Relations between gross motor skills and executive functions, controlling for the role of information processing and lapses of attention in 8-10 year old children

Irene M. J. van der Fels, Joanne Smith, Anne G. M. de Bruijn, Roel J. Bosker, Marsh Königs, Jaap Oosterlaan, Chris Visscher, Esther Hartman

Research output: Contribution to journalArticleAcademicpeer-review

Abstract

This study aimed to systematically investigate the relation between gross motor skills and aspects of executive functioning (i.e. verbal working memory, visuospatial working memory, response inhibition and interference control) in 8-10 year old children. Additionally, the role of information processing (speed and variability) and lapses of attention in the relation between gross motor skills and executive functions was investigated. Data of 732 Dutch children from grade 3 and 4 were analyzed (50.0% boys, 50.4% grade 3, age = 9.16 ± 0.64 years). Gross motor skills were assessed using three items of the Körper Koordinationstest fü r Kinder and one item of the Bruininks-Oseretsky test of Motor Proficiency, Second Edition. Executive functions were assessed using the Wechsler Digit Span task (verbal working memory), the Visuospatial Memory task (visuospatial working memory), the Stop Signal task (response inhibition) and a modified version of the Flanker task (interference control). Information processing and lapses of attention were obtained by applying an ex-Gaussian analysis on go trials of the Stop Signal task. Multilevel regression analysis showed that gross motor skills were significantly related to verbal working memory, visuospatial working memory and response inhibition, but not to interference control. Lapses of attention was a significant predictor for all executive functions, whereas processing speed was not. Variability in processing speed was only predictive for visuospatial working memory. After controlling for information processing and lapses of attention, gross motor skills were only significantly related to visuospatial working memory and response inhibition. The results suggest that after controlling for information processing and lapses of attention, gross motor skills are related to aspects of executive functions that are most directly involved in, and share common underlying processes with, gross motor skills.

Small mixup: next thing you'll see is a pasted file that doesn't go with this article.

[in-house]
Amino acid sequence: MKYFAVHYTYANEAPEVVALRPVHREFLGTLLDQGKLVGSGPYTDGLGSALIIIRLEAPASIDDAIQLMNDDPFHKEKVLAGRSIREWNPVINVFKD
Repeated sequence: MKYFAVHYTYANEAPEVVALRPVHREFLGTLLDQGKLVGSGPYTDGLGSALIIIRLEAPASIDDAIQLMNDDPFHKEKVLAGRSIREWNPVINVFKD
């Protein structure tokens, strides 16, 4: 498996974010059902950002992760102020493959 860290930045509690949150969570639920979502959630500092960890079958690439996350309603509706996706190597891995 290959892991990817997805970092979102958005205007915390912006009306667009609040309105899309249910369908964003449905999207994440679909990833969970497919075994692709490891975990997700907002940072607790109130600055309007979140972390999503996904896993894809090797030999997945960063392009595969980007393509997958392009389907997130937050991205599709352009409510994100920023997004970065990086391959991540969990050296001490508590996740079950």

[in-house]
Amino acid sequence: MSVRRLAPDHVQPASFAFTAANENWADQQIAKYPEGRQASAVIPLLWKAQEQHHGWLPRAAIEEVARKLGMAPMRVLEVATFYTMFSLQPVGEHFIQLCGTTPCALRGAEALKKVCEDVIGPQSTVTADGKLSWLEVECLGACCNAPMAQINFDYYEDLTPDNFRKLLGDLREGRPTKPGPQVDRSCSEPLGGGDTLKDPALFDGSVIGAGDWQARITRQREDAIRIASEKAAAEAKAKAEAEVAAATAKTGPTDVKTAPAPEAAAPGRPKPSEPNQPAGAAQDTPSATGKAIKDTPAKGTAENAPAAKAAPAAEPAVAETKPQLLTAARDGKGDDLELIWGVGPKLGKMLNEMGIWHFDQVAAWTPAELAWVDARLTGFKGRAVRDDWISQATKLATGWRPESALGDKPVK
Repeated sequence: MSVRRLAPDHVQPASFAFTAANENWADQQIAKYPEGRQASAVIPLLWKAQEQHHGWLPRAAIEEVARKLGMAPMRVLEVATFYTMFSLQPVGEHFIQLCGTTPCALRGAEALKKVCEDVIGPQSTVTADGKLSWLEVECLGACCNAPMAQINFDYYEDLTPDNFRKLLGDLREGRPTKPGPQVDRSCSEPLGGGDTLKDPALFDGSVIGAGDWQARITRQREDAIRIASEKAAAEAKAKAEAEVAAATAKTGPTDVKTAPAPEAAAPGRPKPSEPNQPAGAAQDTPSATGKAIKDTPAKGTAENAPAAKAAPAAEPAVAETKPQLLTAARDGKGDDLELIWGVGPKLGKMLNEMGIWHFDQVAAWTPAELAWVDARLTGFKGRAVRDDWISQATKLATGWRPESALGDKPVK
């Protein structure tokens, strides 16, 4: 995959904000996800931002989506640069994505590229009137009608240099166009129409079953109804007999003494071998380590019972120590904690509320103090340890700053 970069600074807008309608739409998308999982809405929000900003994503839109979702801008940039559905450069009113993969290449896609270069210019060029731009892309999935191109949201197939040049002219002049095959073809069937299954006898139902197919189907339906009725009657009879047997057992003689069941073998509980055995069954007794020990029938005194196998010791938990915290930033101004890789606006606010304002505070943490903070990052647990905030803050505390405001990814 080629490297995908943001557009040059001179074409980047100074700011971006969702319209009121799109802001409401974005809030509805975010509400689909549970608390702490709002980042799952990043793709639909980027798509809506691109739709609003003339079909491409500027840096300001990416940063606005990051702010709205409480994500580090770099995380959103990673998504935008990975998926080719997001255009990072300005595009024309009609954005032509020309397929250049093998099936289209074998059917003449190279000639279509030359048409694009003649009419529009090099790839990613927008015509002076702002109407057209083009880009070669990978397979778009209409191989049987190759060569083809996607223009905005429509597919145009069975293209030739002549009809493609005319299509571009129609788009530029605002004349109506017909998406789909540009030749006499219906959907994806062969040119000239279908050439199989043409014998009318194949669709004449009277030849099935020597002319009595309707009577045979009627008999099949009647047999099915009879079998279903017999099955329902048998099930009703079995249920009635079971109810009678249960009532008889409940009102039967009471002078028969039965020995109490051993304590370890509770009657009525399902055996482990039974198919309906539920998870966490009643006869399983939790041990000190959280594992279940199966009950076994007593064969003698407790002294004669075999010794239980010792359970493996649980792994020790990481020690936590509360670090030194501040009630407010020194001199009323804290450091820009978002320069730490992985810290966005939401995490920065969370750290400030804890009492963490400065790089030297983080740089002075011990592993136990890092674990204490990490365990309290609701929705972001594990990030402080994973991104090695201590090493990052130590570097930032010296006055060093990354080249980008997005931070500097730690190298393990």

Original languageEnglish
Article numbere0224219
JournalPLoS ONE
Volume14
Issue number10
DOIs
Publication statusPublished - 1 Jan 2019

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